Thanks to Jamie Agombar for pointing me to an HEFCE blog about generic critical thinking and communicating skills. Although mainly about HE and employment, the post seems to have wider resonance, and these sort of skills are at the heart of international tests such as PIRLS (as I noted the other day). The writer (Doris Zahner, Vice President of Assessment for the Council for Aid to Education (CAE), New York) wrote:
"These are skills that are applicable to an array of academic domains and can be measured and improved upon through teaching and learning. These are also the same skills that employers have deemed as very important for success in the workplace and in today’s knowledge economy. ...
Yes, content and domain knowledge is essential. Yes, soft skills such as teamwork and grit are important. Yes, overall satisfaction and happiness are significant. But today, generic skills are increasingly valued because people need more than just domain knowledge in order to effectively contribute to society. The next generation of students must improve their ability to access, structure, analyse, and communicate information. It is essential for the future."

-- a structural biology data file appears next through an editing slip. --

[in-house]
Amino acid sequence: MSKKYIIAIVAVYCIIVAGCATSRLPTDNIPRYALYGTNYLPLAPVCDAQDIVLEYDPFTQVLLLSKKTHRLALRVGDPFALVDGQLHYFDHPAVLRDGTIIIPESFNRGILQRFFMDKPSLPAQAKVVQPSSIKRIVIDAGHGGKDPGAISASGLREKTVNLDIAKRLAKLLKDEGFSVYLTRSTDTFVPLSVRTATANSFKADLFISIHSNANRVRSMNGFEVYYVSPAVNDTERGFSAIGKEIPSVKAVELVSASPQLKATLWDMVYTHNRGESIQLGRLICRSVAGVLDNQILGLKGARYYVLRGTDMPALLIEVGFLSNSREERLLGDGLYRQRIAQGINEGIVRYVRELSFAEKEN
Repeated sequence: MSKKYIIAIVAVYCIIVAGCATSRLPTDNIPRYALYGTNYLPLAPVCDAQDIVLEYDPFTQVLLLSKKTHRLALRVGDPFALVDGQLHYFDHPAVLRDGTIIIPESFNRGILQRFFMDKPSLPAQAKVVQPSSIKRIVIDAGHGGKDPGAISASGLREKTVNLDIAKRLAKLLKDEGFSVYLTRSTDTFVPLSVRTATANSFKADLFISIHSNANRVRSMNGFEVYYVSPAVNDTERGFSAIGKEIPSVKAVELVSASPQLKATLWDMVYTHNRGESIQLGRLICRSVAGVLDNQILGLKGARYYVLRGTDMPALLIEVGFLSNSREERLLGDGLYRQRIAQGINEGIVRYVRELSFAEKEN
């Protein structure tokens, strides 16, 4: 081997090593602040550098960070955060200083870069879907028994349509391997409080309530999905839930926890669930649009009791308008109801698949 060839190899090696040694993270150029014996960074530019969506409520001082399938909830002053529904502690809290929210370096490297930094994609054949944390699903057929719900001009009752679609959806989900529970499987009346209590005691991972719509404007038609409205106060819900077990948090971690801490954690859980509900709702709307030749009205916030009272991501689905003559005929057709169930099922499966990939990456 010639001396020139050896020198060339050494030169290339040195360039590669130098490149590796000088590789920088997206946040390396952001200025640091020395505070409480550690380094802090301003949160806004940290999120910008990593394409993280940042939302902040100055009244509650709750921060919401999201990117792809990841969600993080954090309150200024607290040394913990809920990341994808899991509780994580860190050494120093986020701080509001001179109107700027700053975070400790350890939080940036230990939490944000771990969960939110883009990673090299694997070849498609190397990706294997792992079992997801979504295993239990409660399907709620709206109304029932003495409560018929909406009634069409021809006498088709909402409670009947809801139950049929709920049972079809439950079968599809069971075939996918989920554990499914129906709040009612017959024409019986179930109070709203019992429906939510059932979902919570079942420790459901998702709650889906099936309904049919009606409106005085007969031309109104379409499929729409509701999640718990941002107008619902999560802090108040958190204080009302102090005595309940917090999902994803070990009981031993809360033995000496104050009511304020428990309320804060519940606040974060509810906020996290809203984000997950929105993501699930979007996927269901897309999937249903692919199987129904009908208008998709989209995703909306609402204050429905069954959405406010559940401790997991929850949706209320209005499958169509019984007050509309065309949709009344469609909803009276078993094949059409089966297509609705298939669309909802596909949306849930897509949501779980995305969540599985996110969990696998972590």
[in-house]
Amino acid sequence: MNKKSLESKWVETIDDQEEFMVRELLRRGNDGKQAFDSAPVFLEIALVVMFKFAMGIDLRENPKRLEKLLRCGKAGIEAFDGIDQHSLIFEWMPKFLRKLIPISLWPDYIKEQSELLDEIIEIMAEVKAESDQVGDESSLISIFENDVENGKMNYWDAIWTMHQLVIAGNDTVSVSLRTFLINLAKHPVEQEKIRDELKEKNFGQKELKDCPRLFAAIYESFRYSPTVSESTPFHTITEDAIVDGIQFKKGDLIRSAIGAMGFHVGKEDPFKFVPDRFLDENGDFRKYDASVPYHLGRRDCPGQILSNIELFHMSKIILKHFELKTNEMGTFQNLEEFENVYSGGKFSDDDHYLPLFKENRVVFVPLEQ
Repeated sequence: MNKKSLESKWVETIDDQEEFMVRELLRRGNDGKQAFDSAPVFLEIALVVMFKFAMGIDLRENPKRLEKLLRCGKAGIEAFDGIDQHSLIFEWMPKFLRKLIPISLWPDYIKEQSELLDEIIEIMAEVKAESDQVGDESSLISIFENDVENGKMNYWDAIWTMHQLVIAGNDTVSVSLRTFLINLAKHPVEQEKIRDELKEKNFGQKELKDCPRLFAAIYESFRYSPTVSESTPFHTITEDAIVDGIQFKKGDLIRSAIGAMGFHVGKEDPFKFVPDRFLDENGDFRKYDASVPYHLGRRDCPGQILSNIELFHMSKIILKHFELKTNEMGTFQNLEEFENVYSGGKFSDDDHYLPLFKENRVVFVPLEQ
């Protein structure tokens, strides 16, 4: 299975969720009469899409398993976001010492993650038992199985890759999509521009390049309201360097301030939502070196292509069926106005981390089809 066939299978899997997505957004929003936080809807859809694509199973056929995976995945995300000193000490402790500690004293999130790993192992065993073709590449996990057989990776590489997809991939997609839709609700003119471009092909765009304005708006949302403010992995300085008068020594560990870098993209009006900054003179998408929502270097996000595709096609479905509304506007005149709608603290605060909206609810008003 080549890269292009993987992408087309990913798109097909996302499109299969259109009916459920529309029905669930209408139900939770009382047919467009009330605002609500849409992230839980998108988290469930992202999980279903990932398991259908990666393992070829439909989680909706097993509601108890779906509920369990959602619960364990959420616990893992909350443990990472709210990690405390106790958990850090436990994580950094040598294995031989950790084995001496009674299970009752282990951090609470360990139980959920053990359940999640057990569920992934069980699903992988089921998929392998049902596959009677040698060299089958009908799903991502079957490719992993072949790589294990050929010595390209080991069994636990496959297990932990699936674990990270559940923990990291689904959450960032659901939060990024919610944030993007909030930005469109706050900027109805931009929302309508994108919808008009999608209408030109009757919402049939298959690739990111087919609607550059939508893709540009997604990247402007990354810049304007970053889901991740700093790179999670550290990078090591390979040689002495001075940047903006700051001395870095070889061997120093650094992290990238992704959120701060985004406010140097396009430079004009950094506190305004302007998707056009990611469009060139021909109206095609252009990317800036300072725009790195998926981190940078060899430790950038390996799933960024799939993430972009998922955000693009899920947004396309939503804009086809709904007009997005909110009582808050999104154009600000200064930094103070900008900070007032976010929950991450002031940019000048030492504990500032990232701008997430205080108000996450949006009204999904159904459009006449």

Indeed it is, and unsurprisingly, there is a lot of sense in what Doris writes.
However, I searched in vain for the moral dimension. As David Orr never tired of reminding us, the world is full of people who use such skills for nefarious purposes, and are quite good at it.
But should there be a moral dimension to programmes and courses that promote the development of such skills? Many of those advocating for sustainability will likely say "of course", given that many (if not all) such sustainability endeavours are morally grounded and charged.
There are at least four possibilities here:
[i] These skills are developed in a context where issues (and content) are addressed. Here the moral dimension lies in the substantive issues being discussed, but is not emphasised.
[ii] As [i] but the moral dimension is acknowledged or fore-grounded.
[iii] Such skills are developed in an issues-free setting where the possibility of (or need for) a moral dimension is side-lined or ignored.
[iv] As [iii] but a moral dimension is put in place.
It's quite possible that all four can be found in HE today, although [iii] and [iv] are surely minority activities. My guess is that there's a lot of [i], but that overtly sustainability-focused work is mostly [ii].
I'd say that a similar pattern is found in schools where activities such as the global learning programme exemplify [ii], whereas most other forms of skill-development are mostly [i].